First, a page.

This quote from Richard Rohr, is one of the core principles of the Center for Action and Contemplation.
Humans tend to live themselves into new ways of thinking more than think themselves into new ways of living.
It is also good complexity praxis, good leadership practice and good pedagogy.
I was on a coaching call this morning where this came up too, listening to a team I am working with describe the trap we often find ourselves in as consultants, tempted to provide the new things a group should be doing, often in the form of recommendations or lists of actions and projects to be managed. The idea is that we often try to get folks to learn and be different and then generate projects or plans that they can execute.
And that is not a good way to do it in emergent, complex and dynamic environments. If I want to learn to think differently I need to put myself in situations where the constraints afford me different possibilities to act differently. For example, I am currently learning to play jazz and I am currently without a teacher meaning that I am relying on lots of online resources to help guide me. The danger with this is that I can just learn how to play licks and lines and chord progressions or scale exercises based on what someone else is doing. This is not really making music, but rather making sounds. If I’m not careful all I will learn to do is ape teachers, master exercises or imitate recordings and that’s not why I want to learn jazz. I want to learn jazz to be able to express myself differently on guitar and for a myriad of other reasons that I play music.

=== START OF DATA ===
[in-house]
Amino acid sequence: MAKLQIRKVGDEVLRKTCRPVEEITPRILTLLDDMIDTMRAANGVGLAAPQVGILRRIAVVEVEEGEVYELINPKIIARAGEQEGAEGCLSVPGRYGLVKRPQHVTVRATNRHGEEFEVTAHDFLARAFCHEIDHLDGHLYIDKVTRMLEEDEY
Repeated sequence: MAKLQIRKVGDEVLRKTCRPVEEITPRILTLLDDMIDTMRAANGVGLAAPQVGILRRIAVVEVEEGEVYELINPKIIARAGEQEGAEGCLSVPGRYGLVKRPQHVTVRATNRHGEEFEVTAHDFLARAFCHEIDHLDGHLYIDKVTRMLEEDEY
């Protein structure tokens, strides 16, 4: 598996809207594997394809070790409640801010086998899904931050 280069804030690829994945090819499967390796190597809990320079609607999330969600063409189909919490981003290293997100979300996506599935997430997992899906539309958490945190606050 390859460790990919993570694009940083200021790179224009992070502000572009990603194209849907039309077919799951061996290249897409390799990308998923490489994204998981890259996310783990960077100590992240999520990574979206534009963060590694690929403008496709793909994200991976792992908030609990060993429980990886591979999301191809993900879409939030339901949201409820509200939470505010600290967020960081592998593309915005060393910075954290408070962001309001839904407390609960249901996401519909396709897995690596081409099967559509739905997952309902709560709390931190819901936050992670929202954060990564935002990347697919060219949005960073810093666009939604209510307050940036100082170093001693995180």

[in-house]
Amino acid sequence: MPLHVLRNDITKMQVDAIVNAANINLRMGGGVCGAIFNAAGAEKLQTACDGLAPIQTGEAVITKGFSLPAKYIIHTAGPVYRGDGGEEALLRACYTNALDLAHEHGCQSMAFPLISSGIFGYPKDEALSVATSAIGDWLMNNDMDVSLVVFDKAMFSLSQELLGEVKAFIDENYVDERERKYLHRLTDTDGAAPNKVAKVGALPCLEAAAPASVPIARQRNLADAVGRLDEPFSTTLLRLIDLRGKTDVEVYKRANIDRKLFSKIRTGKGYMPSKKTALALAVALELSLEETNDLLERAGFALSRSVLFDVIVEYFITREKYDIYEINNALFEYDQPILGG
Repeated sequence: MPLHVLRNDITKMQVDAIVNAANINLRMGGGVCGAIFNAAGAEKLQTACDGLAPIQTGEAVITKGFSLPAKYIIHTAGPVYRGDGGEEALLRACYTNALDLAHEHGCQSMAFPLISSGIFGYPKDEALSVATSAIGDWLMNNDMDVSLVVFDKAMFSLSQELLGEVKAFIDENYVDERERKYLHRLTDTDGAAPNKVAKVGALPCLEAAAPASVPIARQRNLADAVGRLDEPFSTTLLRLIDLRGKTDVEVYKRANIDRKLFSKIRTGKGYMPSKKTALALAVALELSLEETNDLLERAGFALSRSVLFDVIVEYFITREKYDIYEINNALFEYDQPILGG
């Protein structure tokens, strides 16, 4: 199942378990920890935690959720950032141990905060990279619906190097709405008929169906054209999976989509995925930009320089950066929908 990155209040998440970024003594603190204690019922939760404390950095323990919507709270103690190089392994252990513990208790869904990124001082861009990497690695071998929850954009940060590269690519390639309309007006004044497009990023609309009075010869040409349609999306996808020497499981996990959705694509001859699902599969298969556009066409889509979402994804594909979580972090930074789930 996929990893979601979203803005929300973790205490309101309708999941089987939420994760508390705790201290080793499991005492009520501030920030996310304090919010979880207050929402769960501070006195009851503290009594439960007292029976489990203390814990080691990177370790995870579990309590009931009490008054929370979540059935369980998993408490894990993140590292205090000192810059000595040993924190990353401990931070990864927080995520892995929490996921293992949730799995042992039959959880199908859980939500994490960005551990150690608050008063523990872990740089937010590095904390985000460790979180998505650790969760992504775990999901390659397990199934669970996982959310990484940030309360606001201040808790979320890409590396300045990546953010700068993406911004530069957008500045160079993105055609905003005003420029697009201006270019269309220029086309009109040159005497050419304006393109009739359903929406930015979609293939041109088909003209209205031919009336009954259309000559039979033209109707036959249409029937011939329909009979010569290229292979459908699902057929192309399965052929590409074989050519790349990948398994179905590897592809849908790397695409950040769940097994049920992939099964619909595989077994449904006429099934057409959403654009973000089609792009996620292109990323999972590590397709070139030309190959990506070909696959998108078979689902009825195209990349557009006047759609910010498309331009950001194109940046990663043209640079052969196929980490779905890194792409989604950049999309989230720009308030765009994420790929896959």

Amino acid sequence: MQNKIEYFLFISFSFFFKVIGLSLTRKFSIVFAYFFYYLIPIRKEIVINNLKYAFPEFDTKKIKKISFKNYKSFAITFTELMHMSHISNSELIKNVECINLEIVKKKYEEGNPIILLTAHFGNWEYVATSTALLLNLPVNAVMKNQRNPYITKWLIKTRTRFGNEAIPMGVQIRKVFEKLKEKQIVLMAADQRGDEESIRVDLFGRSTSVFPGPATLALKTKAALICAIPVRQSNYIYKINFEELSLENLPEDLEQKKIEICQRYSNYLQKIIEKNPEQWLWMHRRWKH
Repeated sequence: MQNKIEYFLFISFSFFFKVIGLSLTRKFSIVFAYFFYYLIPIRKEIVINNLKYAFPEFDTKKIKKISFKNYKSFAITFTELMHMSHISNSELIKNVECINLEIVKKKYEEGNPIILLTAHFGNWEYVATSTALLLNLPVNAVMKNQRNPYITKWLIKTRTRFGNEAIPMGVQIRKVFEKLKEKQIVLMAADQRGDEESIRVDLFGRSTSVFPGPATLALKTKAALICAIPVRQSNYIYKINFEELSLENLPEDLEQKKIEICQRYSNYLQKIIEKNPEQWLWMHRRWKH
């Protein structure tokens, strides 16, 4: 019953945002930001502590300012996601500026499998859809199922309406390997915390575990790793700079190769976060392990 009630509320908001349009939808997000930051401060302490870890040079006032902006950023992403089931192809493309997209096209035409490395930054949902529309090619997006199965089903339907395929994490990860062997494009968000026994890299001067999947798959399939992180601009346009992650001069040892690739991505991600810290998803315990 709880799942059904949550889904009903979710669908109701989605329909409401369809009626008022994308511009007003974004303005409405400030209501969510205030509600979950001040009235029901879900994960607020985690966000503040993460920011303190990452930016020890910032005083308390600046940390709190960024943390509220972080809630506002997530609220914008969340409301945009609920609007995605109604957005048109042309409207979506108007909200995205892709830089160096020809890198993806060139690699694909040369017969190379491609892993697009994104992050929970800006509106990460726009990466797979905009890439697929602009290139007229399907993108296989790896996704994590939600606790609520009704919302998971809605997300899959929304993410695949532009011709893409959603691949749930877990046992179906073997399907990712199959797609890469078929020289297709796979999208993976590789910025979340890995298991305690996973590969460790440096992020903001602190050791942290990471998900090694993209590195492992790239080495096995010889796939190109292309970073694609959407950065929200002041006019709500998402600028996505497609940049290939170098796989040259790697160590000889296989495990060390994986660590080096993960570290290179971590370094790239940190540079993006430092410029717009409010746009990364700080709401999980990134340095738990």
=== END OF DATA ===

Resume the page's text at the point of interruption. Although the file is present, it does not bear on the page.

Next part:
Like any language, jazz has a grammar and a vocabulary. The grammar is the harmonic and melodic theory that underpins the style of music, some of which is shared with other musical forms and some of which is uniquely “jazz” in the same way that languages have different dialects which may even be mutually unintelligible amongst speakers of the same language. The vocabulary is made up of phrases and lines that one learns in context, much as you might hear a familiar word or phrase being spoken in a language you are learning. Using these phrases and lines, based in the common rules of grammar (or deliberately breaking them) requires, almost literally, speaking them out.
And the remarkable thing is that when I play this new material either against a backing track or, ideally, with another person, I learn to THINK differently about the music I am making. There is no amount of study of written notes and harmonic theory that will make me a jazz musician. Playing jazz is a way of thinking about music, expression, collaboration, culture, improvisation, order, tension, control and creativity. It must be lived into.
Or as I wrote down during my coaching call this morning, we grow through what we go through.
Teaching people to think differently is impossible without providing the affordances first for us to act differently.